· Justyn Martyr (~A.D. 150), in his famous Dialogue with Trypho, speaks of the fact that Jews continue to leave their communities in order to become Christians. In this context, he makes the following comment:

    [some] are also receiving gifts, each as he is worthy, illumined through the name of this Christ. For one receives the spirit of understanding, another of counsel, another of strength, another of healing, another of foreknowledge, another of teaching, and another of the fear of God.[24]

    · Irenaeus (~A.D. 180) was the Bishop of Lyons. In his famous work, Against Heresies, he said:

    . . . for which cause also his [Christ’s] true disciples having received grace from him use it in his name for the benefit of the rest of men, even as each has received the gift from him. For some drive out demons with certainty and truth, so that often those who have themselves been cleansed from the evil spirits believe and are in the church, and some have foreknowledge of things to be, and visions and prophetic speech, and others cure the sick by the laying on of hands and make them whole, and even as we have said, the dead have been raised and remained with us for many years. And why should I say more? It is not possible to tell the number of the gifts which the church throughout the whole world, having received them from God in the name of Jesus Christ, who was crucified under Pontius Pilate, uses each day for the benefit of the heathen, deceiving none and making profit from none. For as it received freely from God, it ministers also freely. (Against Heresies, 2, 49:2) — Just as also we hear many brethren in the church who have gifts of prophecy, and who speak through the Spirit with all manner of tongues, and who bring the hidden things of men into the clearness for the common good and expound the mysteries of God. (Against Heresies, 5, 6:1)

    · Novatian (~A.D. 250) was a prominent Christian elder in third-century Rome. In chapter 29 of his book Concerning the Trinity, he discusses the Holy Spirit and his gifts:

    Indeed this is he who appoints prophets in the church, instructs teachers, directs tongues, brings into being powers and conditions of health, carries on extraordinary works, furnishes discernment of spirits, incorporates administrations in the church, establishes plans, brings together and arranges all other gifts there are of the charismata and by reason of this makes the Church of God everywhere perfect in everything and complete.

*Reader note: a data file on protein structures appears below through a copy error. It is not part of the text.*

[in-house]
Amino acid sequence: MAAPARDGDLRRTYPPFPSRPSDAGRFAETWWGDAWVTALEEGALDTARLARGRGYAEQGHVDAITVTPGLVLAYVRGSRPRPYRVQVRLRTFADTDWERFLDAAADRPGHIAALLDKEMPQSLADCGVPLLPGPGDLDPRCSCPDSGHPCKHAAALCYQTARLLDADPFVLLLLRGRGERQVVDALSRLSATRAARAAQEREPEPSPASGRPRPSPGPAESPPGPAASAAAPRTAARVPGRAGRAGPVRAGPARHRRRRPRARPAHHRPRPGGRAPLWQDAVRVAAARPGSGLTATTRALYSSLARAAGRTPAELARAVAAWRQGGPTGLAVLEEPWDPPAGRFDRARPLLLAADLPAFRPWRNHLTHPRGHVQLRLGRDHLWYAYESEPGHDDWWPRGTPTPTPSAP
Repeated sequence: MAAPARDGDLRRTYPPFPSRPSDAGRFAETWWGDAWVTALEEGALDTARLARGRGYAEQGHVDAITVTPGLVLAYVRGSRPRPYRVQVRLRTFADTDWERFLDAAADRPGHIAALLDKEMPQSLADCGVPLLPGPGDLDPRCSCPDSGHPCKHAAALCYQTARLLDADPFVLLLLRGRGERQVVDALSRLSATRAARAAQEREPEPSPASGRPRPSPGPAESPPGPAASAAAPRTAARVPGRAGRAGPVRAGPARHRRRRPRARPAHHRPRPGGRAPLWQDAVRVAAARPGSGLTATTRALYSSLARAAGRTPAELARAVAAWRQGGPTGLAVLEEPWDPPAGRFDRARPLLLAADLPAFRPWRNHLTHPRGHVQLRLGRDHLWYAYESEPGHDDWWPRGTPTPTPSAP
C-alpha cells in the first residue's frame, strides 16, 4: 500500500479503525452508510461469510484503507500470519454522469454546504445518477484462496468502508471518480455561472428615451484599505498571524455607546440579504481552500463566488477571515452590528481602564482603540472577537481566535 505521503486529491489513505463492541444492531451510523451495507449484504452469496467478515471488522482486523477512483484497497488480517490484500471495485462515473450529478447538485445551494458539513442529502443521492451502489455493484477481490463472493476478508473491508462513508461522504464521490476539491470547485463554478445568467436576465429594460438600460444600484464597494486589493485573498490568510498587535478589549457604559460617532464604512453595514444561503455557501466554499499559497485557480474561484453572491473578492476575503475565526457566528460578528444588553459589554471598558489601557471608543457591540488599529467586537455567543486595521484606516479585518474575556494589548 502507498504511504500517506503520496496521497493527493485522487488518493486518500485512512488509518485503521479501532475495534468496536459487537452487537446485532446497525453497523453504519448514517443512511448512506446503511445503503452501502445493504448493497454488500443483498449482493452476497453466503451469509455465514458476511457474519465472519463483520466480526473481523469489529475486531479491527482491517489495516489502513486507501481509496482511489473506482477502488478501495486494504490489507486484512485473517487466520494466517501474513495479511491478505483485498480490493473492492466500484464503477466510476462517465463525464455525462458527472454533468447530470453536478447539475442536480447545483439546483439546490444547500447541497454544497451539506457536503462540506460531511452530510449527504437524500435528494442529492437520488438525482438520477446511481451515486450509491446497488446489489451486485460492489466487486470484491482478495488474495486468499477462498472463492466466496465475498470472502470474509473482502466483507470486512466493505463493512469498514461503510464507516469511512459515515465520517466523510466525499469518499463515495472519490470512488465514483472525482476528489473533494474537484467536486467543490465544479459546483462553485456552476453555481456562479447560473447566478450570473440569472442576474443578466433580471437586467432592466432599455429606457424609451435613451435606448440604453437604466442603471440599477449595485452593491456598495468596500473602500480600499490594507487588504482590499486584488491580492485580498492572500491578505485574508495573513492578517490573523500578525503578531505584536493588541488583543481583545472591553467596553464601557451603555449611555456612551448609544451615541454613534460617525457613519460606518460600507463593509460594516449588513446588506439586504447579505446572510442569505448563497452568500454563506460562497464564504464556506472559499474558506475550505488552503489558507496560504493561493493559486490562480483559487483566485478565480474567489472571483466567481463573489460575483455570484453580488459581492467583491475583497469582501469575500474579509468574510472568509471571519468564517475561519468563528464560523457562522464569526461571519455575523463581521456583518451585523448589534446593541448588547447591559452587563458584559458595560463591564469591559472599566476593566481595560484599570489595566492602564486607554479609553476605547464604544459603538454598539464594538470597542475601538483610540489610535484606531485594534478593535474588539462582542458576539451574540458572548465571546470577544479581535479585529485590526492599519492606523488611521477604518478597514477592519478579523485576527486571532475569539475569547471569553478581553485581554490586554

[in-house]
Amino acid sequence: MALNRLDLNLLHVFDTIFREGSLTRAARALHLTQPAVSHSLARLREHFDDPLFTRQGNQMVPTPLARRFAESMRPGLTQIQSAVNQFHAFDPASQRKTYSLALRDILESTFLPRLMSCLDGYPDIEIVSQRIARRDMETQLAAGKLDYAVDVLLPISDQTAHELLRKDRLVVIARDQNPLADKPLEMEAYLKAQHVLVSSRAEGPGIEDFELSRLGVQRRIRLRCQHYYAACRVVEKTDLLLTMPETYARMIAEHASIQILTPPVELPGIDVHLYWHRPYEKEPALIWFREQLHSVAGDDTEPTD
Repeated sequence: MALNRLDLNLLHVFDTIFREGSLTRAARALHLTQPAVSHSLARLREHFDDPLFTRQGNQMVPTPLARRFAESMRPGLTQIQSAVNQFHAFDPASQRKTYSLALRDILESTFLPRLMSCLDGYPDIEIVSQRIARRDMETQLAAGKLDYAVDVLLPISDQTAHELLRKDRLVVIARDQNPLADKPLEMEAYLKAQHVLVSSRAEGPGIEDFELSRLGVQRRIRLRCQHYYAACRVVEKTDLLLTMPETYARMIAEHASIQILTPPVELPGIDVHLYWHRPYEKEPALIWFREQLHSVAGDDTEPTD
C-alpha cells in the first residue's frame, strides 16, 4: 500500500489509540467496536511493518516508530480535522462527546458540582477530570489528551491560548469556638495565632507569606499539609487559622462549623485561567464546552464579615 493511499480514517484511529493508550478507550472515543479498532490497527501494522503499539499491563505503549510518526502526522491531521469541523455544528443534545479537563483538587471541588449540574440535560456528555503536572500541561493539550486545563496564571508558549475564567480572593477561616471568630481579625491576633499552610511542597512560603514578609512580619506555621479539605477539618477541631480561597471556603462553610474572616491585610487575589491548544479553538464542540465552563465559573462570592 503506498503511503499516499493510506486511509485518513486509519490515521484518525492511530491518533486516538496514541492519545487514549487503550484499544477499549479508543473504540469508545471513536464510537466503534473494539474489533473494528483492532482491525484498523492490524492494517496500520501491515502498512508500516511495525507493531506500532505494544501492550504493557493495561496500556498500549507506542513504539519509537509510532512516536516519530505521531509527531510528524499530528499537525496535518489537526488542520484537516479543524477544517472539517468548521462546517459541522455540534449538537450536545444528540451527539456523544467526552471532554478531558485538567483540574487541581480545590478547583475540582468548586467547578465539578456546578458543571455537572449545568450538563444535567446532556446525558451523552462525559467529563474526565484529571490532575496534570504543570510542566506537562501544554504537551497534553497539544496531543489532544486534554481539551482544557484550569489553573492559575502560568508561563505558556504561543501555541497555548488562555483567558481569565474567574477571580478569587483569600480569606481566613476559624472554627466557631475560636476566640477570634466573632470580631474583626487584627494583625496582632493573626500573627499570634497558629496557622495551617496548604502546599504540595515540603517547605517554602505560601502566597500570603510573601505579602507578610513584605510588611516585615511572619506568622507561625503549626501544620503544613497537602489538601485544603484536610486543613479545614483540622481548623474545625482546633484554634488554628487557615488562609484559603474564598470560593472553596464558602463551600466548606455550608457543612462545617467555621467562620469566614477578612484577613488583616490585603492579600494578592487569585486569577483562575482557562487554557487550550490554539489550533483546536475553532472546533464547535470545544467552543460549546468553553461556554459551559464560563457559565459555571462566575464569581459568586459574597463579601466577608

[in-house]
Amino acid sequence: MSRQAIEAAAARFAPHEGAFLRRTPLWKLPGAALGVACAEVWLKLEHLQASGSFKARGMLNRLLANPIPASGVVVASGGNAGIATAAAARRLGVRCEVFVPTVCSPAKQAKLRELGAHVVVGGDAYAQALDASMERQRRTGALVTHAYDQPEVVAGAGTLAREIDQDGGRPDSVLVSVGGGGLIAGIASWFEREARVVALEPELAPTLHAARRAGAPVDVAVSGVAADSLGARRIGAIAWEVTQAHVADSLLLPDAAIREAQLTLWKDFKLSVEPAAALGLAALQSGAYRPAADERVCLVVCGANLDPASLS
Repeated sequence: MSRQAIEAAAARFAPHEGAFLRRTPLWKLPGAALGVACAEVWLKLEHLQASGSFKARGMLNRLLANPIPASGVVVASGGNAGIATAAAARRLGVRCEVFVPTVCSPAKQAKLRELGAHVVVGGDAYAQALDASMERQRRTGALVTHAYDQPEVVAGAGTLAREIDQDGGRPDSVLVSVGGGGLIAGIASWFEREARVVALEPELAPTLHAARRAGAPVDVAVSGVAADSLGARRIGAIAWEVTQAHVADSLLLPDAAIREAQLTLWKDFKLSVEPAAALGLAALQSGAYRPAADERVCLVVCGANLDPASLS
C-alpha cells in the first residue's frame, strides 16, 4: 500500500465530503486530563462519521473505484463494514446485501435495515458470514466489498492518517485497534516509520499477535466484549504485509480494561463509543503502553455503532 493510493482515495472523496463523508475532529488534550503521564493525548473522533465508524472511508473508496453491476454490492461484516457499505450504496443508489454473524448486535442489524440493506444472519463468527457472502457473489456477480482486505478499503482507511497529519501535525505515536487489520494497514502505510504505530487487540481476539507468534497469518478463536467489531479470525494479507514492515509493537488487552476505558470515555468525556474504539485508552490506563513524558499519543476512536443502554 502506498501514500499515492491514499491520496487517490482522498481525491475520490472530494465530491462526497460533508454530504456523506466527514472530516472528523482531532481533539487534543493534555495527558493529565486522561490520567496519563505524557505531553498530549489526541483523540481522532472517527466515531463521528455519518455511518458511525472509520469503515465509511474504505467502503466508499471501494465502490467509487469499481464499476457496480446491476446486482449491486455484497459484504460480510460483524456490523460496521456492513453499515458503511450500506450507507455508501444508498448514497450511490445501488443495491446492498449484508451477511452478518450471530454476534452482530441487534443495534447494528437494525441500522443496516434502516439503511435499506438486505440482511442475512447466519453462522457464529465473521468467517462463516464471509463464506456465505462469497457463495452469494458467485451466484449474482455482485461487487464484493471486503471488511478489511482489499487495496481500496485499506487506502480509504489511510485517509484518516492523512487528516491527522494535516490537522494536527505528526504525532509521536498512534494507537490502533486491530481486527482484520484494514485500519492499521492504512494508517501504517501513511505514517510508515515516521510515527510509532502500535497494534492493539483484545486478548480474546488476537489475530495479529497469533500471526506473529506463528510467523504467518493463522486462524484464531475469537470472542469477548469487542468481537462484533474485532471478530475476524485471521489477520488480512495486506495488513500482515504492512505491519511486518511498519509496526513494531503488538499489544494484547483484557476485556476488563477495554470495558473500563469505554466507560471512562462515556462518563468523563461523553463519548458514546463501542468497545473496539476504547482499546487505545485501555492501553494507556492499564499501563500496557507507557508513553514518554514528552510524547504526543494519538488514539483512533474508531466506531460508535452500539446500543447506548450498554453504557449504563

· Tertullian (~A.D. 200) was a prolific Christian author in Carthage (North Africa). He wrote:

    Therefore, blessed ones whom the grace of God awaits, when you come up out of that most holy bath [baptism] . . . ask the Father, ask the Lord to make you subject to the riches of grace, the distribution of the gifts. (Concerning Baptism, 20:5)

    He affirms the gifts of the Spirit. And we need to remember the Early Church / Reformation Church the­olo­gy we dis­cussed earlier. They viewed water/Spirit baptism as twins. Baptism was powerful, but not magic.

    · Origen (~A.D. 230) was a prolific writer in the Early Church. He said, “Baptism is the principle and source of the Divine charisms.” Like Tertullian, he believed the seed of Spirit baptism occurred at water baptism. More to our point, this quote demonstrates that Origen believed in the continuing existence of the spiritual gifts.

    · Cyprian (~A.D. 250) was a Bishop of Carthage. Not only did he believe in the gifts, so did his contem­poraries. Some fellow Christians responded to his letter, saying that he had prophesied to them:

    For by your words you have both provided those things about which we have been taught the least and strengthened us to bear up under the sufferings which we are experiencing, being certain of the heavenly reward, the martyrs’ crown, and the kingdom of God as a result of the prophecy which you, being full of the Holy Spirit pledged to us in your letter.